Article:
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I Would we observe a changing Planck's constant?

  1. Apr 17, 2017 #1
    If Planck's constant is changing, how slowly would it need to change before we could observe that something was going on? And if changes were discrete, how large quanta would it take? (for us to observe the jumps)

    And a follow-up question: If there was another universe here, running a different value of h(bar), would we observe it? Tunneling between them possible?
     
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  3. Apr 17, 2017 #2

    PeterDonis

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    These questions can't be answered without some sort of theoretical model. AFAIK nobody has tried to construct a model in which Planck's constant is changing.

    Same response: we don't have a model to work with, so there is no way to answer the questions.
     
  4. Apr 17, 2017 #3

    Meir Achuz

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    Planck's constant is just a number that is determined only by our definition of the units sec and eV.
    What do you mean by changing Planck's constant?
    If an alien has the same Planck's constant as we do, he is not an alien.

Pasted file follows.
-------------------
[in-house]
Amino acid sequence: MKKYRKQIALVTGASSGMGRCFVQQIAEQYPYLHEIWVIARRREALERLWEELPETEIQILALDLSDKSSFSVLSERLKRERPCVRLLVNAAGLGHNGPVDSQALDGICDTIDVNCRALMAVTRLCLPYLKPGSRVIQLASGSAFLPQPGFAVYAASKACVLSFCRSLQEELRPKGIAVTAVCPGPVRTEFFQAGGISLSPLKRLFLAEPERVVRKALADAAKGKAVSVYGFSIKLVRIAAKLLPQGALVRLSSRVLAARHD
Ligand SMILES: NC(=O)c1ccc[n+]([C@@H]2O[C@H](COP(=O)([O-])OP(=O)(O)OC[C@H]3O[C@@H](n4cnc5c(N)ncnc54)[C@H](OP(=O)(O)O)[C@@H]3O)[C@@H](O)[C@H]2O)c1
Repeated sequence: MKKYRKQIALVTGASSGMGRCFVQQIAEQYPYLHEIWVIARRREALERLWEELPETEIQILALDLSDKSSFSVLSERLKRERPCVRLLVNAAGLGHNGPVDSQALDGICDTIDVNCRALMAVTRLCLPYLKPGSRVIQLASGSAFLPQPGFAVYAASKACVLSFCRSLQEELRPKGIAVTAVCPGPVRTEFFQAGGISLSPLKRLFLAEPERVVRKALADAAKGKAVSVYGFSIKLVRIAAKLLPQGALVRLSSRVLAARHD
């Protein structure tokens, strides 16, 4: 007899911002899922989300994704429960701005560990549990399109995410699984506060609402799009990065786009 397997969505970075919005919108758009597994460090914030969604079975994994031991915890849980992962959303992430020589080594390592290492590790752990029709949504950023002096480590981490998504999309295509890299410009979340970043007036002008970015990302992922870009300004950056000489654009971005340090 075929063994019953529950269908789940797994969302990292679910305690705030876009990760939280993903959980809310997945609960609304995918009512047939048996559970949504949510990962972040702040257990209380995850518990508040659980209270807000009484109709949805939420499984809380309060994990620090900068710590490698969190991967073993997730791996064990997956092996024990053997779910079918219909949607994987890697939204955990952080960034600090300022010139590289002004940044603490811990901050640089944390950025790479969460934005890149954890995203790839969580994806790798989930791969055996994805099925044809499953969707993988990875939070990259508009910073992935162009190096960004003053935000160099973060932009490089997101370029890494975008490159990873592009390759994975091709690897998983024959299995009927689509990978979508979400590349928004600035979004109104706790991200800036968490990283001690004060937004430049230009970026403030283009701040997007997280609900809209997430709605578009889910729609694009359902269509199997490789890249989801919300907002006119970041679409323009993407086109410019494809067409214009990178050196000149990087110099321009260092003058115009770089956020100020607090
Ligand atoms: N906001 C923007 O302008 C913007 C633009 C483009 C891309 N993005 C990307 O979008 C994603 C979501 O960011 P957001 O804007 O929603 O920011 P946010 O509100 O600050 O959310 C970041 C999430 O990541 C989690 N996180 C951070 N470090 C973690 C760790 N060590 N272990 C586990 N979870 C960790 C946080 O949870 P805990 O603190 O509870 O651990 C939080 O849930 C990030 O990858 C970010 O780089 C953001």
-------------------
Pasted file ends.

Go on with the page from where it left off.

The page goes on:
5. Apr 17, 2017 #4

    Meir Achuz

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    ... or she.
     
  6. Apr 18, 2017 #5
    Well, actually the model I had in mind was the Schrödinger equation. For a simple system one could easily explore altered solutions from variations in h(bar). So if a universe existed with a different h(bar), perhaps running the same E and V as in our universe, would that be possible? - presuming that everything is described by the SE.
     
  7. Apr 18, 2017 #6

    PeterDonis

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    That equation doesn't allow Planck's constant to change.

    How? The equation doesn't allow ##\hbar## to vary. ##\hbar## is just a unit conversion factor in Schrodinger's equation; you can just as easily adopt units in which ##\hbar = 1## and it doesn't even appear.
     
  8. Apr 18, 2017 #7

    dextercioby

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    PF is not a place to speculate on ”What would happen if...?”. Actually, the speed of light in vacuum was fixed to 299792458 m/s in 1983. In 2018, the plan of BIPM is to sanctify h by rendering its normal experimental uncertainty to 0, just like they did for c in 1983.
     
  9. Apr 19, 2017 #8
    I do not share your view on physics, but I shall respect that any forum may decide their own limits. It's not speculation when something can be answered from understanding of math. The number of decimals obtained for c or h measurement is certainly bright engineering, but off-topic. So also the trivial fact that h-value is unit dependent,
     
  10. Apr 19, 2017 #9

    PeterDonis

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    The OP question has been sufficiently addressed. Thread closed.
     
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